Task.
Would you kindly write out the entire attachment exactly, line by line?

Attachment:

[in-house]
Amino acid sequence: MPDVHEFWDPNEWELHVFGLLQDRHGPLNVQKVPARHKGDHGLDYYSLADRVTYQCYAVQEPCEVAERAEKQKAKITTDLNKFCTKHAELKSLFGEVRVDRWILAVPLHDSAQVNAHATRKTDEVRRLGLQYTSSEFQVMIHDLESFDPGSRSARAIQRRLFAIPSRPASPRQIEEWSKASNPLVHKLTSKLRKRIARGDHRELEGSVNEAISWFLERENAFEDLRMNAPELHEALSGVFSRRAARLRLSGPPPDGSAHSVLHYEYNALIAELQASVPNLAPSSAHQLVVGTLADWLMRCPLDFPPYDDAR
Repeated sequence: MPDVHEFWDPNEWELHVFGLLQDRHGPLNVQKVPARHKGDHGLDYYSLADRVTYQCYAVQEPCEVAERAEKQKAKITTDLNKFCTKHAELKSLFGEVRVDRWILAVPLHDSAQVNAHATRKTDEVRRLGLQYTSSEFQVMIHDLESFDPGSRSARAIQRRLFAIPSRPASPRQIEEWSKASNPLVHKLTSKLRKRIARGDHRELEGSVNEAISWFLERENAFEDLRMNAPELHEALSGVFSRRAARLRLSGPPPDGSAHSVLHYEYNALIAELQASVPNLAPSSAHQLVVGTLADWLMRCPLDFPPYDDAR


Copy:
[in-house]
Amino acid sequence: MPDVHEFWDPNEWELHVFGLLQDRHGPLNVQKVPARHKGDHGLDYYSLADRVTYQCYAVQEPCEVAERAEKQKAKITTDLNKFCTKHAELKSLFGEVRVDRWILAVPLHDSAQVNAHATRKTDEVRRLGLQYTSSEFQVMIHDLESFDPGSRSARAIQRRLFAIPSRPASPRQIEEWSKASNPLVHKLTSKLRKRIARGDHRELEGSVNEAISWFLERENAFEDLRMNAPELHEALSGVFSRRAARLRLSGPPPDGSAHSVLHYEYNALIAELQASVPNLAPSSAHQLVVGTLADWLMRCPLDFPPYDDAR
Repeated sequence: MPDVHEFWDPNEWELHVFGLLQDRHGPLNVQKVPARHKGDHGLDYYSLADRVTYQCYAVQEPCEVAERAEKQKAKITTDLNKFCTKHAELKSLFGEVRVDRWILAVPLHDSAQVNAHATRKTDEVRRLGLQYTSSEFQVMIHDLESFDPGSRSARAIQRRLFAIPSRPASPRQIEEWSKASNPLVHKLTSKLRKRIARGDHRELEGSVNEAISWFLERENAFEDLRMNAPELHEALSGVFSRRAARLRLSGPPPDGSAHSVLHYEYNALIAELQASVPNLAPSSAHQLVVGTLADWLMRCPLDFPPYDDAR